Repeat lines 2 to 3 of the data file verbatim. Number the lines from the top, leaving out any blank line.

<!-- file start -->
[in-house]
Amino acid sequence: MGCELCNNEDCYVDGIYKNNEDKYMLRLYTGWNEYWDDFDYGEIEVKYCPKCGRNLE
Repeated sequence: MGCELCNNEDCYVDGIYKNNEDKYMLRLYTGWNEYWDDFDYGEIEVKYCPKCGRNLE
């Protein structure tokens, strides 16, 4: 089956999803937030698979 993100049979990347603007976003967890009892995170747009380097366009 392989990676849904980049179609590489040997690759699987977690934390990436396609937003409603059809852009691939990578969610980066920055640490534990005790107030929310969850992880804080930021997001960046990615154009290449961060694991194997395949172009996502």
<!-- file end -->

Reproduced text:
Amino acid sequence: MGCELCNNEDCYVDGIYKNNEDKYMLRLYTGWNEYWDDFDYGEIEVKYCPKCGRNLE
Repeated sequence: MGCELCNNEDCYVDGIYKNNEDKYMLRLYTGWNEYWDDFDYGEIEVKYCPKCGRNLE